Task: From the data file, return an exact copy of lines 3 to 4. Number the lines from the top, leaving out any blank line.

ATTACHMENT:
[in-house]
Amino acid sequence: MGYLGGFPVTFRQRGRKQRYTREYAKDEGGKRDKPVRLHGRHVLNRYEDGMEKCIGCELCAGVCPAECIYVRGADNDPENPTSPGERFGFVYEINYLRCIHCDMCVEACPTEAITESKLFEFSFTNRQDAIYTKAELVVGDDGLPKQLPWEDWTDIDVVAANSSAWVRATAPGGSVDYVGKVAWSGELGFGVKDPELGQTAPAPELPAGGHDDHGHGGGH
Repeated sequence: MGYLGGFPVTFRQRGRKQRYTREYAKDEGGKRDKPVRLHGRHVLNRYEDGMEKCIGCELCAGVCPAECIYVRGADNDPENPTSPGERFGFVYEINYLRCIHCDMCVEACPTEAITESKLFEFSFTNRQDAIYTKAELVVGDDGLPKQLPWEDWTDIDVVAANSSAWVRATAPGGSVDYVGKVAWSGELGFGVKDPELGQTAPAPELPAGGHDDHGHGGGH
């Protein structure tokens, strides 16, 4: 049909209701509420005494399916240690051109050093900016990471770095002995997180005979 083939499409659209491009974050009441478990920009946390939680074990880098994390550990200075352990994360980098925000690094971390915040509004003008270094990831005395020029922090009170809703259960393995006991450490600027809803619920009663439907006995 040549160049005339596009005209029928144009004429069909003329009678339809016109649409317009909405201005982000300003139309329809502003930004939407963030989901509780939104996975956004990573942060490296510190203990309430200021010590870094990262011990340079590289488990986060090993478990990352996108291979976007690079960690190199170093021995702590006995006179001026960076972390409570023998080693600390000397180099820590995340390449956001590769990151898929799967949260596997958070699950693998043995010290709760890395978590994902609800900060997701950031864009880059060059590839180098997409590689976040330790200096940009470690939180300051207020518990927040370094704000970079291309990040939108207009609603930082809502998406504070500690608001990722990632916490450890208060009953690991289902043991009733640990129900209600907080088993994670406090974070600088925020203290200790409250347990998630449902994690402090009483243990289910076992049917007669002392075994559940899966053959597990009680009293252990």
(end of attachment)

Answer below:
Repeated sequence: MGYLGGFPVTFRQRGRKQRYTREYAKDEGGKRDKPVRLHGRHVLNRYEDGMEKCIGCELCAGVCPAECIYVRGADNDPENPTSPGERFGFVYEINYLRCIHCDMCVEACPTEAITESKLFEFSFTNRQDAIYTKAELVVGDDGLPKQLPWEDWTDIDVVAANSSAWVRATAPGGSVDYVGKVAWSGELGFGVKDPELGQTAPAPELPAGGHDDHGHGGGH
């Protein structure tokens, strides 16, 4: 049909209701509420005494399916240690051109050093900016990471770095002995997180005979 083939499409659209491009974050009441478990920009946390939680074990880098994390550990200075352990994360980098925000690094971390915040509004003008270094990831005395020029922090009170809703259960393995006991450490600027809803619920009663439907006995 040549160049005339596009005209029928144009004429069909003329009678339809016109649409317009909405201005982000300003139309329809502003930004939407963030989901509780939104996975956004990573942060490296510190203990309430200021010590870094990262011990340079590289488990986060090993478990990352996108291979976007690079960690190199170093021995702590006995006179001026960076972390409570023998080693600390000397180099820590995340390449956001590769990151898929799967949260596997958070699950693998043995010290709760890395978590994902609800900060997701950031864009880059060059590839180098997409590689976040330790200096940009470690939180300051207020518990927040370094704000970079291309990040939108207009609603930082809502998406504070500690608001990722990632916490450890208060009953690991289902043991009733640990129900209600907080088993994670406090974070600088925020203290200790409250347990998630449902994690402090009483243990289910076992049917007669002392075994559940899966053959597990009680009293252990």